Spring cleaning has long been a Judeo-Christian tradition. In the Book of Exodus, the Israelites are told to leave Egypt quickly and leave no trace. There wasn’t even time for the bread to rise. To this day, many of us use spring as a time to deep clean our homes. There is even a National Spring-Cleaning week that occurs annually at the end of March.

People are encouraged to wash kitchen curtains and sweep behind the refrigerator, but it’s also the perfect time to make sure your financial house is in order.  In this digital age, the number of items to review can feel overwhelming, especially if this is something you have not kept up with regularly. However, decluttering and setting up systems now will make it easier later.

It starts with organizing and being intentional.  

  • For example, what are your automatic payment dates and amounts?
  • If these dates don’t work, they can be changed to align with deposits. If auto payments aren’t set up, is it something to consider?
  • Are auto payments included in the budget?
  • Do you have a budget? There are many ways to set up a budget but the most common is allot 50% for needs, 30% for wants and the last 20% for savings, investment and debt.1 These percentages can vary based on your household/individual needs.
  • The most important part of a budget is to track actual spending. There are many ways to accomplish this task including computer spreadsheets, expense tracker apps and many online banking apps offer spending trackers. If you want to go the analog route and use pen and paper, there are a variety of budget planning notebooks on the market.

Setting a savings goal is helpful.

  • Savings goal calculators can be found online but one tip is to sign up for your bank to automatically put money into your savings account when a deposit is made to your checking account.
  • This is especially useful if your salary or Social Security automatically deposits to your checking account.
  • Even having a small amount, such as $10, can add up over time.
  • Setting up an emergency fund should also be part of the budget process, so you have funds on hand for those unexpected medical and vet expenses or auto and home repairs.

On the other end, taking inventory of debt is also important.

  • Establish bill paying processes if there isn’t one in place.
  • Make sure you’re getting the most from credit cards in terms of rewards programs and interest rates. Call the companies and see if they have lower interest options. Dig deep into the budget and look at where spending is happening.
  • Groceries and food in general, are where budgets often go astray. How much take out or eating out is happening?
  • What was added to the grocery cart that wasn’t needed? Is a cheaper brand an option? Do a pantry challenge and use only what’s in the house for the next week.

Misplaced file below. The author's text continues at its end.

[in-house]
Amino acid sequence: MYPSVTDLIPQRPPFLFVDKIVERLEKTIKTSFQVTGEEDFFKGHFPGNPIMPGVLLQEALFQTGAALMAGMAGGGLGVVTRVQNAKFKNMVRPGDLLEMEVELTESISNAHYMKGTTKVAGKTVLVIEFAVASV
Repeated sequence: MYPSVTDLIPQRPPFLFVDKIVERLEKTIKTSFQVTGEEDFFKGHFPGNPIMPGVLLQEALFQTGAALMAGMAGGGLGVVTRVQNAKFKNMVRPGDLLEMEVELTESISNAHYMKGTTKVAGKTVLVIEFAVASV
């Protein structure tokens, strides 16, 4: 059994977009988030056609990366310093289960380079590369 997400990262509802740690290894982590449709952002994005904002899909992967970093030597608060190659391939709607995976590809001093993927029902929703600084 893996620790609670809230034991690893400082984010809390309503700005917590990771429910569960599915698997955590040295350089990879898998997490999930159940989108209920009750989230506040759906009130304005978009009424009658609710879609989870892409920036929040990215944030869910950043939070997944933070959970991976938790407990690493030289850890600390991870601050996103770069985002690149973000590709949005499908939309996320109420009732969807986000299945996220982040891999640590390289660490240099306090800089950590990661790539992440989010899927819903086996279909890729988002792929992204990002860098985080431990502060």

Declutter expenses.

  • Deleting tempting shopping apps helps to cut back on non-necessity spending.
  • Ask for lower rates on cable, Wi-Fi, cell phones, insurance, and the like.
  • Examine statements for mystery charges like monthly donations you may now decide to discontinue.
  • How many streaming services are you subscribed to? Consider rotating them and using only one or two at a time.
  • Look at all subscriptions and make sure they are still being used and there aren’t duplicates.

Review your credit report.

  • Look for inaccurate information and possible identity theft.
  • Also review beneficiaries. Make sure they contain accurate information.
  • While examining insurance policies see if they needed updating. Does the insurance coverage meet the current need?
  • Should more money be added to retirement plans? Is it time to set up a retirement account if one doesn’t already exist?
  • Are current accounts scattered among different financial houses based on previous jobs? This is a good time to roll them into one.

Create or update an estate plan.
Less than 41% of Americans have one2, but it is important to have a plan to leave instructions for how your assets, property or possessions are distributed in the event of your death. Consider the following:

  • How your finances will be managed in the event you become incapacitated.
  • Guardians and financial care of any minor children.
  • Implementation of an estate plan, which ensures assets go to chosen beneficiaries and minimize income, gift and estate taxes.

Lastly, this is the perfect time to change all passwords.  To keep track of passwords consider setting up a secure spreadsheet or using a password app.

Don’t limit financial clean-up to spring. Like dusting, managing finances is never ending. If the new systems don’t work initially don’t get discouraged. Adjust and try again.

[1] https://www.realsimple.com/work-life/money/money-planning/spring-clean-your-finances

[2] https://www.doughroller.net/loans-credit/debt/ways-to-spring-clean-your-finances/